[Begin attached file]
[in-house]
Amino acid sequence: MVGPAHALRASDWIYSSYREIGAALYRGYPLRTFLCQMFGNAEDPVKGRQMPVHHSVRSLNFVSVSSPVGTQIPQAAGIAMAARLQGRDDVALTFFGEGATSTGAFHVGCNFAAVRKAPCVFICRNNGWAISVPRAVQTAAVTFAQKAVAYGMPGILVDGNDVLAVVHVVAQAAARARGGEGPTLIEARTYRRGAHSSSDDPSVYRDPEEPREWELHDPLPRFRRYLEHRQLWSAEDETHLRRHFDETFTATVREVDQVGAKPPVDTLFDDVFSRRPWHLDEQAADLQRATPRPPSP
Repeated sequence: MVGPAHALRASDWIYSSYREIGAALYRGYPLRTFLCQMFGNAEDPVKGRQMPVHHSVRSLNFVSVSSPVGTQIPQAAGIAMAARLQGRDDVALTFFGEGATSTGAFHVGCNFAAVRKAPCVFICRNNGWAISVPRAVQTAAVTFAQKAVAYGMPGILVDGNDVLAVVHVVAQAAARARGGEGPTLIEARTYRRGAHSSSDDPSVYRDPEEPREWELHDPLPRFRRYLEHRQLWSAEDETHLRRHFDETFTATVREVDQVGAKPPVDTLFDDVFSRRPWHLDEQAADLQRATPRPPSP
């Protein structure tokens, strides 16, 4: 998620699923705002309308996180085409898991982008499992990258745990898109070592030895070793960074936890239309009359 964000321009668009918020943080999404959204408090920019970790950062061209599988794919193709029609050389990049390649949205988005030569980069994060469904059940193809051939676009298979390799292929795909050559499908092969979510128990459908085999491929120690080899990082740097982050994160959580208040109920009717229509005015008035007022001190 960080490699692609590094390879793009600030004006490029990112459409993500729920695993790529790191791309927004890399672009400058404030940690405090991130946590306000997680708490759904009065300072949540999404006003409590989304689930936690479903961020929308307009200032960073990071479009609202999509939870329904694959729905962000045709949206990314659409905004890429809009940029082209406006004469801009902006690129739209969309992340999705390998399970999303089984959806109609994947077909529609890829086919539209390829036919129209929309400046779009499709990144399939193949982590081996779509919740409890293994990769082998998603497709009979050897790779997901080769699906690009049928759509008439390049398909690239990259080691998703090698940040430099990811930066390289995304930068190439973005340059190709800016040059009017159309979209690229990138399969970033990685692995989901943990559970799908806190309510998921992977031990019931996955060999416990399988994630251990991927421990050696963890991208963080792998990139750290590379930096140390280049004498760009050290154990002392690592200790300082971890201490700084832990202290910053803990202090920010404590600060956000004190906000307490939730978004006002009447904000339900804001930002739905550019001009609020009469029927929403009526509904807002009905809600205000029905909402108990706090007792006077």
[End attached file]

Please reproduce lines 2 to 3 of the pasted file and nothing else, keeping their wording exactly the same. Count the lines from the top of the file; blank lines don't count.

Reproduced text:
Amino acid sequence: MVGPAHALRASDWIYSSYREIGAALYRGYPLRTFLCQMFGNAEDPVKGRQMPVHHSVRSLNFVSVSSPVGTQIPQAAGIAMAARLQGRDDVALTFFGEGATSTGAFHVGCNFAAVRKAPCVFICRNNGWAISVPRAVQTAAVTFAQKAVAYGMPGILVDGNDVLAVVHVVAQAAARARGGEGPTLIEARTYRRGAHSSSDDPSVYRDPEEPREWELHDPLPRFRRYLEHRQLWSAEDETHLRRHFDETFTATVREVDQVGAKPPVDTLFDDVFSRRPWHLDEQAADLQRATPRPPSP
Repeated sequence: MVGPAHALRASDWIYSSYREIGAALYRGYPLRTFLCQMFGNAEDPVKGRQMPVHHSVRSLNFVSVSSPVGTQIPQAAGIAMAARLQGRDDVALTFFGEGATSTGAFHVGCNFAAVRKAPCVFICRNNGWAISVPRAVQTAAVTFAQKAVAYGMPGILVDGNDVLAVVHVVAQAAARARGGEGPTLIEARTYRRGAHSSSDDPSVYRDPEEPREWELHDPLPRFRRYLEHRQLWSAEDETHLRRHFDETFTATVREVDQVGAKPPVDTLFDDVFSRRPWHLDEQAADLQRATPRPPSP